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Conservation: a small price for long-term economic well-being


Public funds should not just be channelled into boosting immediate economic recovery — we must also be prepared to pay a higher 'insurance bill' to safeguard the ecological long-term basis of our economic and social well-being. Increased spending on conservation could help fund a worldwide core network of protected areas of biodiversity.

At the beginning of this year, worldwide economic stimulus plans totalled US$2.8 trillion, with some 15.6% allocated to 'green' purposes such as climate protection ( In April, the G20 group of nations announced plans to spend US$5 trillion by the end of 2010, to stimulate the floundering global economy and “accelerate the transition to a green economy”. None of these funds is designated to the conservation of biological diversity — a fundamental resource for our economy and society.

The multilateral Global Environmental Facility (an independent financial organization uniting 178 member governments, in partnership with international institutions, non-governmental organizations and the private sector) has spent US$7.6 billion on biodiversity conservation since 1991. In addition, we estimate that some $7.6 billion has been contributed to this purpose each year by national governments.

We estimate that US$53 billion is needed annually to maintain a global core network of protected areas (our update of figures from A. Balmford et al. Science 297, 950–953; 2002). This amount includes the income opportunities lost for the rural population of poor countries: mainly income that is, or could be, generated from tropical and subtropical agriculture.

It has been known for some time that the public in wealthy countries would be prepared to contribute additional funding to promote biodiversity conservation in the tropics (see, for example, B. Horton et al. Environ. Conserv. 30, 139–146; 2003). We believe that these contributions would today amount to US$42–140 per household per year. Extrapolating this to each of about 452 million households of the member countries of the Organisation for Economic Co-operation and Development, we believe that roughly US$43 billion could be generated annually. This sum would cover most of the global core network of sites earmarked for protection.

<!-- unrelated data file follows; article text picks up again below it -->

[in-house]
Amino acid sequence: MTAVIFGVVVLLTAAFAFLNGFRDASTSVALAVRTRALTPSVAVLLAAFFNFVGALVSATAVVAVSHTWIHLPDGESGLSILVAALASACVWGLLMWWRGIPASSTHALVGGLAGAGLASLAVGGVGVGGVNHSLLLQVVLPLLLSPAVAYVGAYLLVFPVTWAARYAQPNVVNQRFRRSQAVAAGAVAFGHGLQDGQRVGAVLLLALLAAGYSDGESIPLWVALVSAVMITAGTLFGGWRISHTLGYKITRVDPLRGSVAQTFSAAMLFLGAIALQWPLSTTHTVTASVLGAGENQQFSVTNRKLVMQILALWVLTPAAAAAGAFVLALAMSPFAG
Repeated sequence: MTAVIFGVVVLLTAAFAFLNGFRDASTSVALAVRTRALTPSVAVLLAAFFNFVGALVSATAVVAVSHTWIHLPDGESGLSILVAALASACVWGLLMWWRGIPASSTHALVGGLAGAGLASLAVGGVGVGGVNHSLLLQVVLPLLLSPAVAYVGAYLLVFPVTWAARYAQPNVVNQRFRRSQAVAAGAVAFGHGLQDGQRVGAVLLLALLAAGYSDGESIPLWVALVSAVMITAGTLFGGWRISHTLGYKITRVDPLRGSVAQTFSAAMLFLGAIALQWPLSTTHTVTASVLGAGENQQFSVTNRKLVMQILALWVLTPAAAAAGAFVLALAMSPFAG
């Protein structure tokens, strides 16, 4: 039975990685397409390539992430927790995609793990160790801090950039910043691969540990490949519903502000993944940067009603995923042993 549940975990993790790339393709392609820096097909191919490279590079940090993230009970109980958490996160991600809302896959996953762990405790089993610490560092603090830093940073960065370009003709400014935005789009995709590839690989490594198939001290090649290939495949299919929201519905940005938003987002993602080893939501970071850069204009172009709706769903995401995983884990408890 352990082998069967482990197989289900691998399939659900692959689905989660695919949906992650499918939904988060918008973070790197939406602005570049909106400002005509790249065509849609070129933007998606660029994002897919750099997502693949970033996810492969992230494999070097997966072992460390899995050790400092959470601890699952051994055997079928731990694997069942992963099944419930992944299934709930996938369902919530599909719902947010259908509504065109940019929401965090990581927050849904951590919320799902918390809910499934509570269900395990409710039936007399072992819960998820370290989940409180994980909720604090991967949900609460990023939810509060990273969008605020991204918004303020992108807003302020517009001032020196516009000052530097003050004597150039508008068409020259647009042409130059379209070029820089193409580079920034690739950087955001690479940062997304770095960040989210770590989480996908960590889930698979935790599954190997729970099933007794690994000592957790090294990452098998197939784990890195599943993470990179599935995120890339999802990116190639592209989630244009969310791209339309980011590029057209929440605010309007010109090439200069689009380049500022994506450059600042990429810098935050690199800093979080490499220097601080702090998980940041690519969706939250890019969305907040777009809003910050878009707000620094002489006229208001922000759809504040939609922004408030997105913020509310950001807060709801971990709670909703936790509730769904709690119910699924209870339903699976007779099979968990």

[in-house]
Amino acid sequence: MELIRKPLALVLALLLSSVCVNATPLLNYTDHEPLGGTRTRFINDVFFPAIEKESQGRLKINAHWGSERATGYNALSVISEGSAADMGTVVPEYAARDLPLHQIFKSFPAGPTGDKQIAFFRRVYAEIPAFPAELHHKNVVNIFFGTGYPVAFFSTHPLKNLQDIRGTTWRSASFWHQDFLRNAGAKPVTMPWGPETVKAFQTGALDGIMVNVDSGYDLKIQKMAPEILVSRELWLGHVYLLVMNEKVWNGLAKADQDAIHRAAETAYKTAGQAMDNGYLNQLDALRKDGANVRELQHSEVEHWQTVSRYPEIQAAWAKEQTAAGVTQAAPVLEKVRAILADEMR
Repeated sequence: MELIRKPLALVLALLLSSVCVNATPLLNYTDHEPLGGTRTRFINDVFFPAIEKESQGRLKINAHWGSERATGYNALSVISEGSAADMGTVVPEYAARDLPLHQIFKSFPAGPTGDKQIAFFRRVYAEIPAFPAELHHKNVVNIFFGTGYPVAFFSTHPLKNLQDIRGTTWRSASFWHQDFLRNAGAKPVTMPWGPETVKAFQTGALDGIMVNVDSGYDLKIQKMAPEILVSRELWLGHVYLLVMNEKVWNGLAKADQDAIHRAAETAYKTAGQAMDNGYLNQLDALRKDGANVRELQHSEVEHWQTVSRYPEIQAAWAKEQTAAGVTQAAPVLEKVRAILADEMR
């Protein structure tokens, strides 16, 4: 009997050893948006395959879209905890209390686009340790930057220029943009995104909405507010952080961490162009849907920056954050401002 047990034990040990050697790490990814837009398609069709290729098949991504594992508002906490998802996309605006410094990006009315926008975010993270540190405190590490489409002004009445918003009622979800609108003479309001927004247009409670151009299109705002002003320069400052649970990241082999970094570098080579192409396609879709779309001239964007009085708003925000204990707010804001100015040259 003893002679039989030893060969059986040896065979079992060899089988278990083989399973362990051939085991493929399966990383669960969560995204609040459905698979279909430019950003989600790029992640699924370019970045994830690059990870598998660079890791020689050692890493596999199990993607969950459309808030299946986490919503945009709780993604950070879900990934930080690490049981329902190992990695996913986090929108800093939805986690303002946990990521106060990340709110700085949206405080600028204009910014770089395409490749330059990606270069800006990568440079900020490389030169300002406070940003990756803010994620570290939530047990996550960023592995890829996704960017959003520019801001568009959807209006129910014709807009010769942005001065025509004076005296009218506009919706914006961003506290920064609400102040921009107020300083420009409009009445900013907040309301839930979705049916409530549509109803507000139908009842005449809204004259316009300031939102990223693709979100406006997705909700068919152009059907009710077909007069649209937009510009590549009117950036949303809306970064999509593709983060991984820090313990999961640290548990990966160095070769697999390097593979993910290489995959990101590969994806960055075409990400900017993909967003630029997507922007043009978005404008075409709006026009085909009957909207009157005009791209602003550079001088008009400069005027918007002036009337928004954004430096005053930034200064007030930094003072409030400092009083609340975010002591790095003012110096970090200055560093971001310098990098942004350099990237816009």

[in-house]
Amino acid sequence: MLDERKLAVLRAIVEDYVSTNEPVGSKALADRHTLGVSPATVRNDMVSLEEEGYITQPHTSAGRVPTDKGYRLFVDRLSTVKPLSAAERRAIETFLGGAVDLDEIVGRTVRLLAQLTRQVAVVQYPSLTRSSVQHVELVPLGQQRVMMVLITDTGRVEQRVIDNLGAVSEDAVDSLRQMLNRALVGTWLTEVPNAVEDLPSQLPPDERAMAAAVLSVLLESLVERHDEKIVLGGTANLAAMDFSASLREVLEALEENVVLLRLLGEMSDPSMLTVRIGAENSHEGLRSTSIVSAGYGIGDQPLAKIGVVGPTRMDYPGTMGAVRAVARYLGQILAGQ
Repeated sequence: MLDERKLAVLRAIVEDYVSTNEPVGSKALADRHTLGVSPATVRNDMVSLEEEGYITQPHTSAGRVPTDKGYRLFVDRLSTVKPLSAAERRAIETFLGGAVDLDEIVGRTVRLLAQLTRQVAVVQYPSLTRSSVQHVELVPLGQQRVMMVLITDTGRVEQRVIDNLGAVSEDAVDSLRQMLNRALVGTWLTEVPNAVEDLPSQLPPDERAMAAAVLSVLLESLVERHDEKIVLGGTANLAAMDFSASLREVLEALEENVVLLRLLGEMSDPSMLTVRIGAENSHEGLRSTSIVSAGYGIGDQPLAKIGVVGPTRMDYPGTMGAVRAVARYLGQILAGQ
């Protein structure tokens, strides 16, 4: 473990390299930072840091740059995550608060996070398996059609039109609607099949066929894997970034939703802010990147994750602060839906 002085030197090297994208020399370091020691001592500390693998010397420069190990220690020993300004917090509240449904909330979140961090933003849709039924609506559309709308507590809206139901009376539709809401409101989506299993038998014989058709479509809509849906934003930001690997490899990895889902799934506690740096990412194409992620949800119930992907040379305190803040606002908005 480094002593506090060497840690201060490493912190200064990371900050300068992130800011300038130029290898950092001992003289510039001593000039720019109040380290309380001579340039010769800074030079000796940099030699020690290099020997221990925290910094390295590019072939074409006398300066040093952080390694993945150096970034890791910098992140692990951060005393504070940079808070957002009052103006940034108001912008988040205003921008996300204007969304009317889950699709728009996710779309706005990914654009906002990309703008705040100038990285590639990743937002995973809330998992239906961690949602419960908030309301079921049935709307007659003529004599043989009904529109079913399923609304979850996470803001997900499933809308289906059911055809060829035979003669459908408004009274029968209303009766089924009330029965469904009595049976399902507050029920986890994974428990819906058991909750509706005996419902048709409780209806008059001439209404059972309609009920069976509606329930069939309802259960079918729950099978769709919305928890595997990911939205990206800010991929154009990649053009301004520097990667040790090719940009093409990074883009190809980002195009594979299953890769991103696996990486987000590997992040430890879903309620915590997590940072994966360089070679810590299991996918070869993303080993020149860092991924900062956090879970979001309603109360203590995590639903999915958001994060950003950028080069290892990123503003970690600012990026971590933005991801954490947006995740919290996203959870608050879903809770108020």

A dramatic increase in conservation spending is no fast fix for the economy. But conserving biological diversity contributes crucially to maintaining the resilience and adaptive capacity of the biosphere. In addition, it directly provides a multitude of critical ecological services (see, for example,

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See also Conservation: the world's religions can help.

Contributions to Correspondence may be submitted to They should be no longer than about 300 words, and ideally shorter, with no more than three references and three authors (for details, see Published contributions are edited. Science publishing issues of interest to authors are regularly featured at Nautilus (, where we welcome comments and debate.

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Hillmann, B., Barkmann, J. Conservation: a small price for long-term economic well-being. Nature 461, 37 (2009).

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